Lots of local winemakers at the top of their game, who are making prestige wine at prestige prices, are also producing more affordable wines on what?s known as a second, or sister, label.
Think of it as a friendly way in, akin to ordering a few things off the menu at a top restaurant rather than the seven-course meal. It?s the scrimmage before the match, the EP before the LP, the everyday bottle not the one for Saturday night.
It could be a blend of different vineyards, appellations or vintages rather than a single vineyard designation, or maybe a lesser known varietal that?s more affordable for them to play with. Or, these second-label wines may be aged for less time in less oak, another way to keep costs low.
The savings ultimately get passed on to you. That means it?s never been a better time to love drinking wine, especially once you know your options.
Here are some local ones worth knowing.
Napa architectural gem Darioush Estate has been earning rave reviews for its fine juice over the years, ripe, fruit-forward cabernets made in the classic Napa mold. Its Signature Cab is the finest of the fine, made from cooler climate estate vineyards in southern Napa Valley and atop Mount Veeder, where the grapes hang peacefully, taking on elements of earth and spice. But Darioush also offers Caravan Napa Valley Cabernet Sauvignon ($40), another estate-grown wine with approachable fruit, a soft, round mid-palate and lingering, spicy finish. 257-2345, www.darioush.com.
The Duckhorn estate-grown merlot is a fine example of the estate?s best Rector Creek, Stout, Monitor Ledge and Patzimaro vineyards? fruit, aged entirely in new oak, with smatterings of cabernet sauvignon and cabernet franc blended in for good measure. But the classic Napa Valley winery also produces a lower-priced red, one worthy of its heritage. The 2007 Decoy Napa Valley Red ($30) is a blend of 43 percent cabernet sauvignon, 43 percent merlot, 10 percent cabernet franc and 4 percent petit verdot aged not entirely in new oak. (866) 367-9945, www.duckhornvineyards.com.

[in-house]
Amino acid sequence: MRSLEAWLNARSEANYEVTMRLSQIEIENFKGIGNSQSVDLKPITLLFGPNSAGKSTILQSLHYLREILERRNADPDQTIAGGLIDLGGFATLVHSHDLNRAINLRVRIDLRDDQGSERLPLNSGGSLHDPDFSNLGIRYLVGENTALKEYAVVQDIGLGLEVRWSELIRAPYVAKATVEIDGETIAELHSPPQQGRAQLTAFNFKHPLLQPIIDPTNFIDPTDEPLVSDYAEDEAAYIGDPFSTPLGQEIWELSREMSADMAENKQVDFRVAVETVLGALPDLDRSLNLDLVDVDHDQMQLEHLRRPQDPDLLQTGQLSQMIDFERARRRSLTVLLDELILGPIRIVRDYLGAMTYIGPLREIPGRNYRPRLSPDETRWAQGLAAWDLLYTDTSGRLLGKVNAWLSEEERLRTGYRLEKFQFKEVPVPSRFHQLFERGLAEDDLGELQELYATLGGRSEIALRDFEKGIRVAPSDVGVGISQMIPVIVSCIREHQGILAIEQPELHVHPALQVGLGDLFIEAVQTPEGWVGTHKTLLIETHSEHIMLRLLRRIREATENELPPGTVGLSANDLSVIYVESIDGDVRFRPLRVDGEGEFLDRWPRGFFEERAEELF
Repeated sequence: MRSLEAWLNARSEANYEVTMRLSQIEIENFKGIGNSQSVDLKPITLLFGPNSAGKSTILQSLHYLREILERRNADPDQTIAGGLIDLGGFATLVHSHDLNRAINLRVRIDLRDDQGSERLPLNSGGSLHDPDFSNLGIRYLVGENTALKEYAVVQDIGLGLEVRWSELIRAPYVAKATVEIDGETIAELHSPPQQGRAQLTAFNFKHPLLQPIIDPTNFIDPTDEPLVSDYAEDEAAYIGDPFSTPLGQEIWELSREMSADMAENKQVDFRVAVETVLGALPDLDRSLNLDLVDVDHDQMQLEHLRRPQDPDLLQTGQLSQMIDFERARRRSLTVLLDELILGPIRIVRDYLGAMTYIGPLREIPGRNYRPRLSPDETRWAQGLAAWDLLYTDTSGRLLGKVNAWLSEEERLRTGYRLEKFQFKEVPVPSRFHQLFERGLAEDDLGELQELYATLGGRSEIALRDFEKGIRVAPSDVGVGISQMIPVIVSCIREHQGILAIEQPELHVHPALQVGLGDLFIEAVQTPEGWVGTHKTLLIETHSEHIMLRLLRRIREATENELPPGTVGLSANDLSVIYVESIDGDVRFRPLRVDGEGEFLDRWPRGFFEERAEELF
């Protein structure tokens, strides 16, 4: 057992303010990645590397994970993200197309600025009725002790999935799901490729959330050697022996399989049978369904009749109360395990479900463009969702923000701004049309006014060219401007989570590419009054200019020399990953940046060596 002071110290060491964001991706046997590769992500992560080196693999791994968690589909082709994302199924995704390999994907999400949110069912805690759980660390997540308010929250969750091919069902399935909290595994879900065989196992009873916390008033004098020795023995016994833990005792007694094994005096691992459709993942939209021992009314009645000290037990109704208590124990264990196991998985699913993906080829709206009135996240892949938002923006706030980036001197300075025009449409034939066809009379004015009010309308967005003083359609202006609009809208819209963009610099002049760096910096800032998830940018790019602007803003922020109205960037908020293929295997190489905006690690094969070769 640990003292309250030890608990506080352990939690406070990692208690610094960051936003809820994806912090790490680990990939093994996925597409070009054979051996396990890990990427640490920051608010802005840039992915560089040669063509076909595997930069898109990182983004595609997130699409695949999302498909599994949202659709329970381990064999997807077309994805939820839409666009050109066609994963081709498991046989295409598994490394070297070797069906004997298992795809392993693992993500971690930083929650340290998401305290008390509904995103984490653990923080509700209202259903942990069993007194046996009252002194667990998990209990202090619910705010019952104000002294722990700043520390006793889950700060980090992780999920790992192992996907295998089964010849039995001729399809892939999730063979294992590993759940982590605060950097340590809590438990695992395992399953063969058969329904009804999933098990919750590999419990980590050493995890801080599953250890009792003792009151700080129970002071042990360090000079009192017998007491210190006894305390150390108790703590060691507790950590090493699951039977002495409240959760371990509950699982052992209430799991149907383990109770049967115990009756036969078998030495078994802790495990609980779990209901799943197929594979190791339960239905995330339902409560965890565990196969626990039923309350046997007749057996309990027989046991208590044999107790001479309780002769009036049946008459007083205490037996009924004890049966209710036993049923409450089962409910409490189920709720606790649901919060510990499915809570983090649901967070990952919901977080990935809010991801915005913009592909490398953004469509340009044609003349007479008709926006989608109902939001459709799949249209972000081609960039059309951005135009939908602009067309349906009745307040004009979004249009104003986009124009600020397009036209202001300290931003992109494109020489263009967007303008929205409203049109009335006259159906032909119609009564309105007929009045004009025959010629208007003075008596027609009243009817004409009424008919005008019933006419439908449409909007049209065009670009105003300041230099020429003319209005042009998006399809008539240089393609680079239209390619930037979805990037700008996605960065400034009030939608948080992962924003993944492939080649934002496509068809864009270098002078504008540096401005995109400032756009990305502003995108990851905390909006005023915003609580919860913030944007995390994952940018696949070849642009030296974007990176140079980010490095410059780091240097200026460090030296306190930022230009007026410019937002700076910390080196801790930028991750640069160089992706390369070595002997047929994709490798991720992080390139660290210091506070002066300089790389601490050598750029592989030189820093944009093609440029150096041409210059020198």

Made from estate grapes, the 2006 Lyndenhurst Cabernet Sauvignon ($60) is Spottswoode?s awesome good-to-know secret. Its second line of wines is typically blended from the various lots of cabernet sauvignon and cabernet franc that don?t make it into the elegantly elite Spottswoode bottlings. But they?re still exceptionally good ? farmed from the family?s organic vineyards, though often from younger vines. Winemaker and vineyard manager Jennifer Williams doesn?t age the Lindenhurst for as long as she?ll age the Spottswoode, so the wines tend to be fruitier. But they?re still made with finesse, to be enjoyed early and often. 963-0134, www.spottswoode.com.
Winemaker Andy Smith, who has his own highly regarded Sonoma County pinot noir brand, DuMol, crafts Larkmead?s finest bottlings, from its ?Firebelle? blend of cabernet sauvignon, merlot and other Bordeaux varietals to its top-of-the-line LMV Salon, a very limited release, cab-driven bottling. The 2005 cab/syrah blend made under the Meadowlark Cellars? label is also made by Smith from 100 percent Larkmead estate-grown fruit, with 73 percent cabernet and 27 percent syrah, aged in new American oak ($35). 942-0167, www.larkmead.com.
Pinot producers Adam and Dianna Lee of Siduri began Novy (Dianna?s family name) as a way to make things other than pinot noir, notably syrah, zinfandel and grenache. The wines are as divine as one would expect from this highly sought-after producer. They?re still mostly small-production wines from very fine vineyards (Susan?s, Carlisle, Rosella?s, Keefer and more) and are priced to overcome any resistance to temptation, usually around $20. 578-3882, www.novyfamilywines.com.